Michigan physicians, like many individuals, are not perfect, but an honest misdiagnosis may nonetheless result in significant and long-term damages. In the case of a 26-year-old woman who visited a doctor as a child, however, a court discovered years later that he intentionally misdiagnosed her with epilepsy, as reported by the Detroit Free Press.
During the time of the misdiagnosis, the doctor advised his young patient that test results from an EEG revealed abnormalities in her brain waves. Four years after being under his care and taking seizure medication that also caused sluggishness, she saw a different physician who tested her and stated she had normal EEG test results. Over a decade later, a court discovered that the first doctor’s misdiagnosis of epilepsy had been intentional, and that he had also misdiagnosed hundreds of other patients with the disorder.
Misdiagnosing patients for financial gain
From the time he began working as a pediatric neurologist in 1999, the doctor reportedly generated bonuses worth nearly $220,000 for meeting certain targets in billing patients for epilepsy treatment. The jurors found him negligent regarding his practice, and also found the hospital that employed him negligent in supervising him. As a result, the jury awarded the 26-year-old woman $3 million in damages.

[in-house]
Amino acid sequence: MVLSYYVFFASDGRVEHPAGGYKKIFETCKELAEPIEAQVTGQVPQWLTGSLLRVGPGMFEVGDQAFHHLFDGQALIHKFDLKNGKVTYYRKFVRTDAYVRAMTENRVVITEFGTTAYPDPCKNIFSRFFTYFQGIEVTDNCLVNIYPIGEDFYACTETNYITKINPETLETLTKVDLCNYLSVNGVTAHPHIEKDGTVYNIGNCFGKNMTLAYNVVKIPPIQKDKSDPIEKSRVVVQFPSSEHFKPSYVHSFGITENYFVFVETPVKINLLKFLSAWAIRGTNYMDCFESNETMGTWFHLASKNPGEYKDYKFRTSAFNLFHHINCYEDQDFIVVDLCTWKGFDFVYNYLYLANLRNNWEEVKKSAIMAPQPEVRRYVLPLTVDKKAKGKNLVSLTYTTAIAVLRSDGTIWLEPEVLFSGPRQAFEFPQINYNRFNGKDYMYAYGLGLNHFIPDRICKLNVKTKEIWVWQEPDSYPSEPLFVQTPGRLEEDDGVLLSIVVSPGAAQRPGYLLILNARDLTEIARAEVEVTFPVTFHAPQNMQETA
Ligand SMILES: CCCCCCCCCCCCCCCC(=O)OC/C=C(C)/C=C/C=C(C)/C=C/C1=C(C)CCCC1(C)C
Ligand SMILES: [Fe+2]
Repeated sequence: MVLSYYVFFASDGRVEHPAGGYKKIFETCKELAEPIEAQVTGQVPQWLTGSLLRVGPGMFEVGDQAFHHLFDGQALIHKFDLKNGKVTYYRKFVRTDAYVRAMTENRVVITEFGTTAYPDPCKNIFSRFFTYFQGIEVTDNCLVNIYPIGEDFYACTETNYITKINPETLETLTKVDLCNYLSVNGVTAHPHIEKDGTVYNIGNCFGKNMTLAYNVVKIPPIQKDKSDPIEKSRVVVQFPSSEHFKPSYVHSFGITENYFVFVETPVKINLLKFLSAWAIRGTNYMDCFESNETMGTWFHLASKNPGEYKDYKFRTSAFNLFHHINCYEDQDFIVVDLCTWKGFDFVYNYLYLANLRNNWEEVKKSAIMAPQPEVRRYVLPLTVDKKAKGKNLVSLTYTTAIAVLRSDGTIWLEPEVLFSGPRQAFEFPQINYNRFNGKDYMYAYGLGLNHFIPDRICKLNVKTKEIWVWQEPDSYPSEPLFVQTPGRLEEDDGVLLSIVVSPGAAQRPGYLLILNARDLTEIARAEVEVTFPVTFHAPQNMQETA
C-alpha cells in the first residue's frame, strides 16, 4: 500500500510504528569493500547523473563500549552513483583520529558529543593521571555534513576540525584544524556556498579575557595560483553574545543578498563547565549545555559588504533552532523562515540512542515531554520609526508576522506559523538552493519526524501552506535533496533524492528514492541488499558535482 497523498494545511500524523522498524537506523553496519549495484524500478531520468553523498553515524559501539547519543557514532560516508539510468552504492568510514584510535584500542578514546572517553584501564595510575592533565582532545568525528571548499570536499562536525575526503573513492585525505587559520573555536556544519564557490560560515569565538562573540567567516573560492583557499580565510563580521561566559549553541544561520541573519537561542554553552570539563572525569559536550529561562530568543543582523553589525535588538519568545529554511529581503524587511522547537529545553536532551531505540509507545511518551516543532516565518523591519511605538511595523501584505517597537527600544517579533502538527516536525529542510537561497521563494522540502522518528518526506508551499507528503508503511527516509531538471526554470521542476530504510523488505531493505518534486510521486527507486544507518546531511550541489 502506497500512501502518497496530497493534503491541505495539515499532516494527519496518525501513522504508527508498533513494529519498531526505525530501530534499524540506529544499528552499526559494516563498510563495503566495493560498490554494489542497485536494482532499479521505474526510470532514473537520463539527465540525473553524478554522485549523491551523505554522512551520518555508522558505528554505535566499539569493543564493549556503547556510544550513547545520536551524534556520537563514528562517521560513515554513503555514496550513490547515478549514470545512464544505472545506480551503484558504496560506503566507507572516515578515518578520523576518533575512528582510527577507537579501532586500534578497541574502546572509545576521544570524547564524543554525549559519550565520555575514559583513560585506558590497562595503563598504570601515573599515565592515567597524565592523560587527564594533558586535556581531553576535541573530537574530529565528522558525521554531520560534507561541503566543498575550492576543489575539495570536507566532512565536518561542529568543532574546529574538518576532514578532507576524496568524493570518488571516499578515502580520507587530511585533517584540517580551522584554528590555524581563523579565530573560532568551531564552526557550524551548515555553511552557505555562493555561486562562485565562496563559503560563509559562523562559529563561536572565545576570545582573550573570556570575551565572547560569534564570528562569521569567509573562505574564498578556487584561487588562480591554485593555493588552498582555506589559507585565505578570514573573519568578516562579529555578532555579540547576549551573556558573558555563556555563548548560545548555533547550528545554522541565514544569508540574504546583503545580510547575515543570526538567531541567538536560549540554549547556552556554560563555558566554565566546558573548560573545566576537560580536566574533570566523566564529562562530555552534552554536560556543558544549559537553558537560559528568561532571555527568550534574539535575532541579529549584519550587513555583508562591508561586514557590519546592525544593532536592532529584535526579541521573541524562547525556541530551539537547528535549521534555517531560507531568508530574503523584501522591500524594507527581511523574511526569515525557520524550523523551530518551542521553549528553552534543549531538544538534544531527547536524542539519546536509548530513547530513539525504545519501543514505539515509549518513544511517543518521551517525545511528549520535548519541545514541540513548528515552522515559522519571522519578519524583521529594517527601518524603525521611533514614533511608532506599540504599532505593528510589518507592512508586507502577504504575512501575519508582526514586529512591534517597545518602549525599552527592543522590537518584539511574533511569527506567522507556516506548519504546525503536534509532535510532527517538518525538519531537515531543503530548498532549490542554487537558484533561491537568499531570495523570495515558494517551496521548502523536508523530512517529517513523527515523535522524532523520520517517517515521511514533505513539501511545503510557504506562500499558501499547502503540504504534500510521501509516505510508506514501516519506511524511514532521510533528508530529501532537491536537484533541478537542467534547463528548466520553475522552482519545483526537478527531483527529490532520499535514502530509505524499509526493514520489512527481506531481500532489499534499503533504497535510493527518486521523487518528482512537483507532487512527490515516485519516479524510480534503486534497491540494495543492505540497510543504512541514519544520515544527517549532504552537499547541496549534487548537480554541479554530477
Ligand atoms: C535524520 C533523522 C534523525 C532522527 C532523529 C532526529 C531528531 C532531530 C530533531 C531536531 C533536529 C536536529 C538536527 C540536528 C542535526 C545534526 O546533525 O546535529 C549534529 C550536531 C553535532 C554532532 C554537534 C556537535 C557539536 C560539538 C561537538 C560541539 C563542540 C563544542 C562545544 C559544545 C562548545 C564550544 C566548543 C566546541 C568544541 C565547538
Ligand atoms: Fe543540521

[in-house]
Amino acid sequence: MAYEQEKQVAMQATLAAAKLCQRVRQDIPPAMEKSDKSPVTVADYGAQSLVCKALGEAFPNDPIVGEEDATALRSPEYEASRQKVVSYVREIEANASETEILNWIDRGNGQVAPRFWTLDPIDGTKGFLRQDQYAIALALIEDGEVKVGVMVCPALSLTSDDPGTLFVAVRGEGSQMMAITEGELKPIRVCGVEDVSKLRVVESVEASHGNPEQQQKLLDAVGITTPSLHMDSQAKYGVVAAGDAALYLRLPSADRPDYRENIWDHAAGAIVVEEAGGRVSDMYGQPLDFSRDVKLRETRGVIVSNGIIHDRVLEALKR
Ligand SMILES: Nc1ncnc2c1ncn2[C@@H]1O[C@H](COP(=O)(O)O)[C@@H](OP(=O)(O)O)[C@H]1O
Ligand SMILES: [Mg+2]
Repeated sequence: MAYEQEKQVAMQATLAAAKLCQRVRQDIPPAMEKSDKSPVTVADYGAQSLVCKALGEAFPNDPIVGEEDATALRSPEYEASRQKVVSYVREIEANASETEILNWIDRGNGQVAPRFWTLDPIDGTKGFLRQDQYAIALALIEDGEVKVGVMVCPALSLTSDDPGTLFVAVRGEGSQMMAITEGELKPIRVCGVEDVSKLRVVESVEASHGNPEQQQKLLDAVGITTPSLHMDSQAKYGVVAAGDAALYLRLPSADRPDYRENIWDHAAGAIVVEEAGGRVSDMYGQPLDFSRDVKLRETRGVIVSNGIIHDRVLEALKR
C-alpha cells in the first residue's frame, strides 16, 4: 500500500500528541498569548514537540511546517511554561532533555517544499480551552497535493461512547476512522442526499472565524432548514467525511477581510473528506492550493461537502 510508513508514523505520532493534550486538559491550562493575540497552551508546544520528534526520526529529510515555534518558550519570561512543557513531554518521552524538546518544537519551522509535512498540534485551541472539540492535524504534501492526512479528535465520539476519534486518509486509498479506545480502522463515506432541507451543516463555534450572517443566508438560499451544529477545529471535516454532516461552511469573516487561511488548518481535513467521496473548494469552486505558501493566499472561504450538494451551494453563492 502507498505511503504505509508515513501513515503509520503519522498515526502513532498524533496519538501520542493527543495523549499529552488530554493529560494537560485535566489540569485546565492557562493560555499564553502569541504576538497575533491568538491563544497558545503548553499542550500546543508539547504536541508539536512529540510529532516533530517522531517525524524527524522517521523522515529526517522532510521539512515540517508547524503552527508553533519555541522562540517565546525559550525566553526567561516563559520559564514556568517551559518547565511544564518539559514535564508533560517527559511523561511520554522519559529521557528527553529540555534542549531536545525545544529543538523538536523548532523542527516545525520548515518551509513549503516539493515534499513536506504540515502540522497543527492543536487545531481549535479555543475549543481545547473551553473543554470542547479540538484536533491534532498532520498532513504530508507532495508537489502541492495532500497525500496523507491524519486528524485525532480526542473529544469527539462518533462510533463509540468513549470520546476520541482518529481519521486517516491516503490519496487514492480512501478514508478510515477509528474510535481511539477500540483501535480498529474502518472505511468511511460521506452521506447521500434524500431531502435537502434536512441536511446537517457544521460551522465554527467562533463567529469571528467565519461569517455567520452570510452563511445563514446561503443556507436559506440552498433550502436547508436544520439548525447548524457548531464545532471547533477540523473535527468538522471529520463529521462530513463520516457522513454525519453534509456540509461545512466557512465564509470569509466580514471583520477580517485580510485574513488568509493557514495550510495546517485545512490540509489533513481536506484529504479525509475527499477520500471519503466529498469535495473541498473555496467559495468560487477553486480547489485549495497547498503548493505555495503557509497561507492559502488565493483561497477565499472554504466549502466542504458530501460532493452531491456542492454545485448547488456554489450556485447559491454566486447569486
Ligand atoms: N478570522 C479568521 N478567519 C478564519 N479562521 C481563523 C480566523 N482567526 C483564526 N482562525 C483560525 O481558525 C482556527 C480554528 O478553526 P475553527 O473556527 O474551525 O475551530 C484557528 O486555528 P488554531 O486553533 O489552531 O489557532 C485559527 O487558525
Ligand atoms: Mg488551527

Obtaining a second opinion
An examination by two different physicians may result in contradicting evaluations, but the discovery of a serious misdiagnosis starts with a second opinion. According to The Atlantic magazine, consulting with another medical practitioner may help sooth suspicions that a doctor intentionally misdiagnosed a patient. In cases where bodily harm or damage occurs as a result of a misdiagnosis, unintentional or otherwise, an individual has the right to pursue a medical malpractice legal action against the physician and his or her employer.